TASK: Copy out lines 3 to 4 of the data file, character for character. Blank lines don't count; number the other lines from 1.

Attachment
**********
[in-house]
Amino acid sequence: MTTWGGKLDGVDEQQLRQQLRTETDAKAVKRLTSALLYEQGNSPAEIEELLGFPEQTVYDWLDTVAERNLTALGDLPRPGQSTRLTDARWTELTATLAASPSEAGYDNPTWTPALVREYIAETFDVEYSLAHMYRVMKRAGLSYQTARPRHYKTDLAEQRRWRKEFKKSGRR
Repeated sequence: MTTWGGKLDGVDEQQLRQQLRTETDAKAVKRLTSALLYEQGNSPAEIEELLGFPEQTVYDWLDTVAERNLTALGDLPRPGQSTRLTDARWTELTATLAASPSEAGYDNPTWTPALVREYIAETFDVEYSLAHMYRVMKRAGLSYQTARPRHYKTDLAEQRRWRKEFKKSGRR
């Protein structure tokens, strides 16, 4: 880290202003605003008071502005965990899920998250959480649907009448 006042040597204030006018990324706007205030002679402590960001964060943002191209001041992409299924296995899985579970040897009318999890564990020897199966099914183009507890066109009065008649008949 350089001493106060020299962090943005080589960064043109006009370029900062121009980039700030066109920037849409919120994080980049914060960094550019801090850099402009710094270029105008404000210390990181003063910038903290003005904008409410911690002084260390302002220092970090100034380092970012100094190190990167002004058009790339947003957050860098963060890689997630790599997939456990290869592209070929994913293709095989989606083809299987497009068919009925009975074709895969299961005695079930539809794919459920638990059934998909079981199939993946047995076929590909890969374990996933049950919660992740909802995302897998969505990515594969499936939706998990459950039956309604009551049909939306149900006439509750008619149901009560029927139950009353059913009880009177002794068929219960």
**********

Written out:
Repeated sequence: MTTWGGKLDGVDEQQLRQQLRTETDAKAVKRLTSALLYEQGNSPAEIEELLGFPEQTVYDWLDTVAERNLTALGDLPRPGQSTRLTDARWTELTATLAASPSEAGYDNPTWTPALVREYIAETFDVEYSLAHMYRVMKRAGLSYQTARPRHYKTDLAEQRRWRKEFKKSGRR
């Protein structure tokens, strides 16, 4: 880290202003605003008071502005965990899920998250959480649907009448 006042040597204030006018990324706007205030002679402590960001964060943002191209001041992409299924296995899985579970040897009318999890564990020897199966099914183009507890066109009065008649008949 350089001493106060020299962090943005080589960064043109006009370029900062121009980039700030066109920037849409919120994080980049914060960094550019801090850099402009710094270029105008404000210390990181003063910038903290003005904008409410911690002084260390302002220092970090100034380092970012100094190190990167002004058009790339947003957050860098963060890689997630790599997939456990290869592209070929994913293709095989989606083809299987497009068919009925009975074709895969299961005695079930539809794919459920638990059934998909079981199939993946047995076929590909890969374990996933049950919660992740909802995302897998969505990515594969499936939706998990459950039956309604009551049909939306149900006439509750008619149901009560029927139950009353059913009880009177002794068929219960």